Lower South

November, 2012
Regional Report

Dig and Store Sweet Potatoes

Sweet potatoes can be damaged by a freeze since the tops of the roots are often exposed to air by soil cracks near the surface. Prior to the first freeze dig the roots for storage. It is best to not wash the roots but rather to carefully brush off any soil left clinging to them. Place them in a warm, moist area for a week to 10 days to allow the skins to toughen in preparation for longer term storage at 55 to 60 degrees and for development of the sugar content.

Divide Perennials

Perennials that bloom in spring and summer can be dug and divided now to make more plants to expand the planting or share with friends. Reset the divisions at the same level they were growing, firm soil in around the roots and then water them in well to settle the soil. Semi-tender perennials will benefit from a mulch cover to hold in some of the soil warmth during hard freezes.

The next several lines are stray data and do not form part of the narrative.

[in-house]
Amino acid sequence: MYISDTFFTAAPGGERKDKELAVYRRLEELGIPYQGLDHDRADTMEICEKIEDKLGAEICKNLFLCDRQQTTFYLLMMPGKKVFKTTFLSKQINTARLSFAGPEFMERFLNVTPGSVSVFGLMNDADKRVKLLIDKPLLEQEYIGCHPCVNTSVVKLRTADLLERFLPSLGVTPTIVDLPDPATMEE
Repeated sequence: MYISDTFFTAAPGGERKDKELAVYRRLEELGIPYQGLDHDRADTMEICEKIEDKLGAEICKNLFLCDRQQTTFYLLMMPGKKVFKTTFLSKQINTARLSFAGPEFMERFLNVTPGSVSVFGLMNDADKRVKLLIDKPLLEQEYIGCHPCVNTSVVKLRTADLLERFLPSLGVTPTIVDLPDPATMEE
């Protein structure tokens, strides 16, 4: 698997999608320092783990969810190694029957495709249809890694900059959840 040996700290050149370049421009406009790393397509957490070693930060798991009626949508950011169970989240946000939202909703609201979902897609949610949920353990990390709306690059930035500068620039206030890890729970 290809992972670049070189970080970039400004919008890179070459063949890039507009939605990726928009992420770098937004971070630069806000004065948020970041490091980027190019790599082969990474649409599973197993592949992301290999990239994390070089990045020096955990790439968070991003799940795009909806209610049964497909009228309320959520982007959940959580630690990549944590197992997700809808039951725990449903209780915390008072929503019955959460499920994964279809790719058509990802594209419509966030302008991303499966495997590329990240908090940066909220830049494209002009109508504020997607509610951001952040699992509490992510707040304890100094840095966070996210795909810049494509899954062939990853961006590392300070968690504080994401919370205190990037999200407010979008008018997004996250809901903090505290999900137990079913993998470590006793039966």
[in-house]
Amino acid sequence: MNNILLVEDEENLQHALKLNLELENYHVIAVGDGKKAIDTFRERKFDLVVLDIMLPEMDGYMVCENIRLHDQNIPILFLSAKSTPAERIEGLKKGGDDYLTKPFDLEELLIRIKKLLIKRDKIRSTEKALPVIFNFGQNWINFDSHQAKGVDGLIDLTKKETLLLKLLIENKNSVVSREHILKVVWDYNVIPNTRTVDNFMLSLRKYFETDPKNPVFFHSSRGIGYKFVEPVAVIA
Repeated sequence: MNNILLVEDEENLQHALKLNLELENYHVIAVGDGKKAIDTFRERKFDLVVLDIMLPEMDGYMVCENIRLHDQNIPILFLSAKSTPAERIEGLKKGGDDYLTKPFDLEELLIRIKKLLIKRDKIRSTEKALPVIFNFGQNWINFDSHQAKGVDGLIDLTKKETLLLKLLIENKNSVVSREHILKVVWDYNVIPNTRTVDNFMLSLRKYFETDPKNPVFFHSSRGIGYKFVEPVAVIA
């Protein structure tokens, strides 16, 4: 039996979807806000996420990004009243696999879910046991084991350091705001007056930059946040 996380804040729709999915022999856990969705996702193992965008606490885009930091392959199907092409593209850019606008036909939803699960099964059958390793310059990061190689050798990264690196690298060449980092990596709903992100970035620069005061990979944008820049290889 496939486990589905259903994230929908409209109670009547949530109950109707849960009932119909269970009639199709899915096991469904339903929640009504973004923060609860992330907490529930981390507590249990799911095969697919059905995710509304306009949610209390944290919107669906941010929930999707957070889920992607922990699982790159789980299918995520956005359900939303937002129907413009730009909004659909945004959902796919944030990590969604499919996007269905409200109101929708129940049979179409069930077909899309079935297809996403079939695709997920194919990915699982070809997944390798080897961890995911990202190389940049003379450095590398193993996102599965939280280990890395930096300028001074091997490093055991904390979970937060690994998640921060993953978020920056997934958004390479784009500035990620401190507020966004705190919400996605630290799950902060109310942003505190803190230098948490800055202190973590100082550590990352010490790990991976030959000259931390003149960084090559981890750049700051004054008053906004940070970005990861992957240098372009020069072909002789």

Plant Perennial Herbs

Herbs that are perennial in your area can be planted in fall to allow them time to establish over the winter months. This will give them a head start in the spring. If you have perennial herbs growing in your garden, now is also a good time to divide them to make new transplants.

Plant Naturalizing Bulbs

Finish planting any naturalizing bulbs in the landscape including daffodils, paperwhites, amaryllis, schoolhouse lilies, rainlilies, and crinums. Wait until late December to plant tulips, crocus, and hyacinth types that don't naturalize in your area.

Check Seed Viability

Seed catalogues are arriving in the mail. Check your leftover seed packets to see if the seeds are viable or if you need to order more of a particular species or cultivar. Place 10 seeds on a moist paper towel folded over the seeds. Then place the paper towel in a plastic bag and set in a location where the temperature is close to what that species prefers for germination. Check the seeds every few days to see how many have germinated. By using 10 seeds you can get a rough idea what percentage germination to expect. Then when you plant you'll know to put in extra seeds to allow for less than 100 percent germination.

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